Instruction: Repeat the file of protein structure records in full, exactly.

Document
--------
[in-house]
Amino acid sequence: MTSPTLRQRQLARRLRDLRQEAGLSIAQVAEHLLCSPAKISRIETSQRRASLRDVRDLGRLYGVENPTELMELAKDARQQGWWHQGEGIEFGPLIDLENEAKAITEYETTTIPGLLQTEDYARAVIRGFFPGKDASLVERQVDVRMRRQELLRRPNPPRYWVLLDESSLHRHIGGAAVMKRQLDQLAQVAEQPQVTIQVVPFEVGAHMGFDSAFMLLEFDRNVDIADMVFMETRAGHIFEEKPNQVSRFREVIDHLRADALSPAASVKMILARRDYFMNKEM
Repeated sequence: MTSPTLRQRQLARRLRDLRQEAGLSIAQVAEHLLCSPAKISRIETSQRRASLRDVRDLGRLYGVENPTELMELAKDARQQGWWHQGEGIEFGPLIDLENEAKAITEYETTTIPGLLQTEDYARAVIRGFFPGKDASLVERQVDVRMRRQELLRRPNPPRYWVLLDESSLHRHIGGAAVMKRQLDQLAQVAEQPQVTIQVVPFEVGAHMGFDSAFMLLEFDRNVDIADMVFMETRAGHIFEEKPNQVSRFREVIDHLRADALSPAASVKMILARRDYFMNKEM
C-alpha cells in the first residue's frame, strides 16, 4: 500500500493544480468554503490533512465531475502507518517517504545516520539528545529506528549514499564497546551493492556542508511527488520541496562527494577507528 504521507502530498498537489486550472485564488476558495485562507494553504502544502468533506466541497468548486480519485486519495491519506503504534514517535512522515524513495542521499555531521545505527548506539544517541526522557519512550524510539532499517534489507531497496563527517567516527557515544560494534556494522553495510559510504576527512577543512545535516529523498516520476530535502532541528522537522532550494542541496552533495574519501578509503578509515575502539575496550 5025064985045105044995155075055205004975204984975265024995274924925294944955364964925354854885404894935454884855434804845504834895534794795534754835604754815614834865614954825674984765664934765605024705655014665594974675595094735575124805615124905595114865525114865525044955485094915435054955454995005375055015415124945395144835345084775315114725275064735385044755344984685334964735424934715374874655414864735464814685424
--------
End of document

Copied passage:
[in-house]
Amino acid sequence: MTSPTLRQRQLARRLRDLRQEAGLSIAQVAEHLLCSPAKISRIETSQRRASLRDVRDLGRLYGVENPTELMELAKDARQQGWWHQGEGIEFGPLIDLENEAKAITEYETTTIPGLLQTEDYARAVIRGFFPGKDASLVERQVDVRMRRQELLRRPNPPRYWVLLDESSLHRHIGGAAVMKRQLDQLAQVAEQPQVTIQVVPFEVGAHMGFDSAFMLLEFDRNVDIADMVFMETRAGHIFEEKPNQVSRFREVIDHLRADALSPAASVKMILARRDYFMNKEM
Repeated sequence: MTSPTLRQRQLARRLRDLRQEAGLSIAQVAEHLLCSPAKISRIETSQRRASLRDVRDLGRLYGVENPTELMELAKDARQQGWWHQGEGIEFGPLIDLENEAKAITEYETTTIPGLLQTEDYARAVIRGFFPGKDASLVERQVDVRMRRQELLRRPNPPRYWVLLDESSLHRHIGGAAVMKRQLDQLAQVAEQPQVTIQVVPFEVGAHMGFDSAFMLLEFDRNVDIADMVFMETRAGHIFEEKPNQVSRFREVIDHLRADALSPAASVKMILARRDYFMNKEM
C-alpha cells in the first residue's frame, strides 16, 4: 500500500493544480468554503490533512465531475502507518517517504545516520539528545529506528549514499564497546551493492556542508511527488520541496562527494577507528 504521507502530498498537489486550472485564488476558495485562507494553504502544502468533506466541497468548486480519485486519495491519506503504534514517535512522515524513495542521499555531521545505527548506539544517541526522557519512550524510539532499517534489507531497496563527517567516527557515544560494534556494522553495510559510504576527512577543512545535516529523498516520476530535502532541528522537522532550494542541496552533495574519501578509503578509515575502539575496550 5025064985045105044995155075055205004975204984975265024995274924925294944955364964925354854885404894935454884855434804845504834895534794795534754835604754815614834865614954825674984765664934765605024705655014665594974675595094735575124805615124905595114865525114865525044955485094915435054955454995005375055015415124945395144835345084775315114725275064735385044755344984685334964735424934715374874655414864735464814685424